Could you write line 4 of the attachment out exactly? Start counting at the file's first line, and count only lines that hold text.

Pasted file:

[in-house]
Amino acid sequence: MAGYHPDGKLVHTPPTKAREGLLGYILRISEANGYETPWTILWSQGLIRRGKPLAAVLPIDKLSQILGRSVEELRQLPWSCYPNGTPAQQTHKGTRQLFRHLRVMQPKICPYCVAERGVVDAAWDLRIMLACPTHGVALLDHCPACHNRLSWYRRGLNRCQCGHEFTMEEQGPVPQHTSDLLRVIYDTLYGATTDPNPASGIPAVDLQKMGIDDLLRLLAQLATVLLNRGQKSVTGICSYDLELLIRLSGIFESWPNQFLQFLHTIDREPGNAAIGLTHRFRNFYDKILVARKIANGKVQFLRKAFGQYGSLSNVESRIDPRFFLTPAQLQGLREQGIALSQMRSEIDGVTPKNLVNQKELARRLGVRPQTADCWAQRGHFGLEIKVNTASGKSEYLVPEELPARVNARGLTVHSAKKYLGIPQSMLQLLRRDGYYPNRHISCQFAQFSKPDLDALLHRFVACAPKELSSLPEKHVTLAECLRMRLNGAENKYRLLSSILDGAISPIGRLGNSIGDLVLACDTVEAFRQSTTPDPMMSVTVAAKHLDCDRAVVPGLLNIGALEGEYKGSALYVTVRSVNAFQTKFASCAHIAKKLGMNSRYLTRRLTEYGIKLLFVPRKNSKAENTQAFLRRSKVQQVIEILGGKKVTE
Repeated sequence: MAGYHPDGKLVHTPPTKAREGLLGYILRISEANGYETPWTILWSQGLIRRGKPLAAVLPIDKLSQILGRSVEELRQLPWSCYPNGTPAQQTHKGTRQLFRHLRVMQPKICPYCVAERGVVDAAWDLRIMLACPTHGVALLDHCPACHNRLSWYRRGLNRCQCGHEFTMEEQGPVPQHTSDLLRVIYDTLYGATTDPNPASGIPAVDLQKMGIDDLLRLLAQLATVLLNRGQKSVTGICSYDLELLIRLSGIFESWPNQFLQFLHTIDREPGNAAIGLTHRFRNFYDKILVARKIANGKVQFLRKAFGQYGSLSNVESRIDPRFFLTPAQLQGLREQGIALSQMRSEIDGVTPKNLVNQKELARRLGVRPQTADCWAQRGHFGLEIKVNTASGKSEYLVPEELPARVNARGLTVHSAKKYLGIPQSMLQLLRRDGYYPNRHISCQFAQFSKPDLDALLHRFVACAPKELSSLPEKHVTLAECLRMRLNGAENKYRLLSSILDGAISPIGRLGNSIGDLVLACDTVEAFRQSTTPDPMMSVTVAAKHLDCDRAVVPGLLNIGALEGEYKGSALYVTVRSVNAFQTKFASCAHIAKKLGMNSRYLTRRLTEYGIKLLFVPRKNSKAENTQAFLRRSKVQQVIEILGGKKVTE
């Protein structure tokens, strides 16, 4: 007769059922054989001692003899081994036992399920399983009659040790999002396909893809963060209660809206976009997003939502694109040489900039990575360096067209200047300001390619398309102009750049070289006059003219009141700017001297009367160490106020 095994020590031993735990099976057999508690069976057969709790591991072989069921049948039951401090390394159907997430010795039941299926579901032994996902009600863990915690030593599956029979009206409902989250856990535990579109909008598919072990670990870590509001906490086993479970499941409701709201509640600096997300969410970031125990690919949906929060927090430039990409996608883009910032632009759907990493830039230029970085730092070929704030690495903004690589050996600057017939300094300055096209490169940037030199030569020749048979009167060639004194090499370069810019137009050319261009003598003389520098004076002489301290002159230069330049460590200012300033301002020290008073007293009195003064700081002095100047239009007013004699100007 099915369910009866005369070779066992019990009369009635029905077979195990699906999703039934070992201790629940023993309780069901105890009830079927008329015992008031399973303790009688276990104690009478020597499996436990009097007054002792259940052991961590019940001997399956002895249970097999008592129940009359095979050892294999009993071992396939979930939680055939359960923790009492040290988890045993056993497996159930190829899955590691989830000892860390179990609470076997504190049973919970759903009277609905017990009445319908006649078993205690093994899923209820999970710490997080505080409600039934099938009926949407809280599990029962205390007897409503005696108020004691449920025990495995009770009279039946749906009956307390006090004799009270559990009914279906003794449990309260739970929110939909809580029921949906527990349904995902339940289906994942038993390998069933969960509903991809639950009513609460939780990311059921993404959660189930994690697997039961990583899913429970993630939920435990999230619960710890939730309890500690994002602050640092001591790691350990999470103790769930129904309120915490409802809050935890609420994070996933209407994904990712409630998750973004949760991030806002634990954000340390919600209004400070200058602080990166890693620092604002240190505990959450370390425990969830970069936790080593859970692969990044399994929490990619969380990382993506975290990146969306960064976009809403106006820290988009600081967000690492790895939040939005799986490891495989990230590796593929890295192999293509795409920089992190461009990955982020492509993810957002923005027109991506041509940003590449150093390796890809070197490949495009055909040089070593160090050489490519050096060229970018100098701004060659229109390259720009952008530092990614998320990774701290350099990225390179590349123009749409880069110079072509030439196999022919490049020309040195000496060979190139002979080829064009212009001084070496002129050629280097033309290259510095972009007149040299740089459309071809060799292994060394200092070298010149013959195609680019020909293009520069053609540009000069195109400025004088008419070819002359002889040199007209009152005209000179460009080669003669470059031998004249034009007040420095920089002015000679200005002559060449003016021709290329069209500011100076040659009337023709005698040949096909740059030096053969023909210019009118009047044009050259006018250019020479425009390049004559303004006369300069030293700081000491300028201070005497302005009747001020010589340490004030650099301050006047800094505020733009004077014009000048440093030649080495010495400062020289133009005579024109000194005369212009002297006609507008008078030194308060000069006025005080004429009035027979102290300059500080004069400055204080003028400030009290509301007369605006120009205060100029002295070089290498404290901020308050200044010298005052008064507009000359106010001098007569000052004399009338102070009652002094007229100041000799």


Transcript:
């Protein structure tokens, strides 16, 4: 007769059922054989001692003899081994036992399920399983009659040790999002396909893809963060209660809206976009997003939502694109040489900039990575360096067209200047300001390619398309102009750049070289006059003219009141700017001297009367160490106020 095994020590031993735990099976057999508690069976057969709790591991072989069921049948039951401090390394159907997430010795039941299926579901032994996902009600863990915690030593599956029979009206409902989250856990535990579109909008598919072990670990870590509001906490086993479970499941409701709201509640600096997300969410970031125990690919949906929060927090430039990409996608883009910032632009759907990493830039230029970085730092070929704030690495903004690589050996600057017939300094300055096209490169940037030199030569020749048979009167060639004194090499370069810019137009050319261009003598003389520098004076002489301290002159230069330049460590200012300033301002020290008073007293009195003064700081002095100047239009007013004699100007 099915369910009866005369070779066992019990009369009635029905077979195990699906999703039934070992201790629940023993309780069901105890009830079927008329015992008031399973303790009688276990104690009478020597499996436990009097007054002792259940052991961590019940001997399956002895249970097999008592129940009359095979050892294999009993071992396939979930939680055939359960923790009492040290988890045993056993497996159930190829899955590691989830000892860390179990609470076997504190049973919970759903009277609905017990009445319908006649078993205690093994899923209820999970710490997080505080409600039934099938009926949407809280599990029962205390007897409503005696108020004691449920025990495995009770009279039946749906009956307390006090004799009270559990009914279906003794449990309260739970929110939909809580029921949906527990349904995902339940289906994942038993390998069933969960509903991809639950009513609460939780990311059921993404959660189930994690697997039961990583899913429970993630939920435990999230619960710890939730309890500690994002602050640092001591790691350990999470103790769930129904309120915490409802809050935890609420994070996933209407994904990712409630998750973004949760991030806002634990954000340390919600209004400070200058602080990166890693620092604002240190505990959450370390425990969830970069936790080593859970692969990044399994929490990619969380990382993506975290990146969306960064976009809403106006820290988009600081967000690492790895939040939005799986490891495989990230590796593929890295192999293509795409920089992190461009990955982020492509993810957002923005027109991506041509940003590449150093390796890809070197490949495009055909040089070593160090050489490519050096060229970018100098701004060659229109390259720009952008530092990614998320990774701290350099990225390179590349123009749409880069110079072509030439196999022919490049020309040195000496060979190139002979080829064009212009001084070496002129050629280097033309290259510095972009007149040299740089459309071809060799292994060394200092070298010149013959195609680019020909293009520069053609540009000069195109400025004088008419070819002359002889040199007209009152005209000179460009080669003669470059031998004249034009007040420095920089002015000679200005002559060449003016021709290329069209500011100076040659009337023709005698040949096909740059030096053969023909210019009118009047044009050259006018250019020479425009390049004559303004006369300069030293700081000491300028201070005497302005009747001020010589340490004030650099301050006047800094505020733009004077014009000048440093030649080495010495400062020289133009005579024109000194005369212009002297006609507008008078030194308060000069006025005080004429009035027979102290300059500080004069400055204080003028400030009290509301007369605006120009205060100029002295070089290498404290901020308050200044010298005052008064507009000359106010001098007569000052004399009338102070009652002094007229100041000799």